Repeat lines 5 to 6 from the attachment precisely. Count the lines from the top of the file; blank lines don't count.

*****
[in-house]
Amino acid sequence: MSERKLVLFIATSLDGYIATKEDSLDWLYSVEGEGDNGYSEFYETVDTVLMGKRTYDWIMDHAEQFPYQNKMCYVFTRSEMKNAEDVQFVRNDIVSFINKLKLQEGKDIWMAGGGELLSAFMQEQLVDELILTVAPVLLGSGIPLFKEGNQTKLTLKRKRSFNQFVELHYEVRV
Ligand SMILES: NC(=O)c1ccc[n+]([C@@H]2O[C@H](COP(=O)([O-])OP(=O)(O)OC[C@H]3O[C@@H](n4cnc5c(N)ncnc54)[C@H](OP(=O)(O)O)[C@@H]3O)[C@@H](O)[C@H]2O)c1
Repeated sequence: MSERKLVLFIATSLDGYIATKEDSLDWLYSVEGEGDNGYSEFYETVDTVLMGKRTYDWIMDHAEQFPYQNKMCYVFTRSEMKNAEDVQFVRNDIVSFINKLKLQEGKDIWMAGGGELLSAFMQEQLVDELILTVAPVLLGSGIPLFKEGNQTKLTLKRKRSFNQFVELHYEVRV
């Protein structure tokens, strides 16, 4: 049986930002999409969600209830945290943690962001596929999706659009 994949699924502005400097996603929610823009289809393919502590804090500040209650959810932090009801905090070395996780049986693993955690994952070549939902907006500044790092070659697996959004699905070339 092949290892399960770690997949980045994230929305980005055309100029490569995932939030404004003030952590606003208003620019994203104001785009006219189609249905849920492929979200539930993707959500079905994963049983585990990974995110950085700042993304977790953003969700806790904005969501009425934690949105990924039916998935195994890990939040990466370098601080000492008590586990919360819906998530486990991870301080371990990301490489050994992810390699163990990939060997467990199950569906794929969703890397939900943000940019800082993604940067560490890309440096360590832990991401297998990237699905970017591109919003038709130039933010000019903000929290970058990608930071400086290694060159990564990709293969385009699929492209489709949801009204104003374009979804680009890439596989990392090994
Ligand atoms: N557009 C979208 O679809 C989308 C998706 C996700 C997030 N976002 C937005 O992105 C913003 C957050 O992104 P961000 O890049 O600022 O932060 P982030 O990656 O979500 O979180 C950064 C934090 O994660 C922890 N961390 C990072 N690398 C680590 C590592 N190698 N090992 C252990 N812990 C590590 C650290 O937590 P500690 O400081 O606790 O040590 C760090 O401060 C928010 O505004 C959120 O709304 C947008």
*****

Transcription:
């Protein structure tokens, strides 16, 4: 049986930002999409969600209830945290943690962001596929999706659009 994949699924502005400097996603929610823009289809393919502590804090500040209650959810932090009801905090070395996780049986693993955690994952070549939902907006500044790092070659697996959004699905070339 092949290892399960770690997949980045994230929305980005055309100029490569995932939030404004003030952590606003208003620019994203104001785009006219189609249905849920492929979200539930993707959500079905994963049983585990990974995110950085700042993304977790953003969700806790904005969501009425934690949105990924039916998935195994890990939040990466370098601080000492008590586990919360819906998530486990991870301080371990990301490489050994992810390699163990990939060997467990199950569906794929969703890397939900943000940019800082993604940067560490890309440096360590832990991401297998990237699905970017591109919003038709130039933010000019903000929290970058990608930071400086290694060159990564990709293969385009699929492209489709949801009204104003374009979804680009890439596989990392090994
Ligand atoms: N557009 C979208 O679809 C989308 C998706 C996700 C997030 N976002 C937005 O992105 C913003 C957050 O992104 P961000 O890049 O600022 O932060 P982030 O990656 O979500 O979180 C950064 C934090 O994660 C922890 N961390 C990072 N690398 C680590 C590592 N190698 N090992 C252990 N812990 C590590 C650290 O937590 P500690 O400081 O606790 O040590 C760090 O401060 C928010 O505004 C959120 O709304 C947008």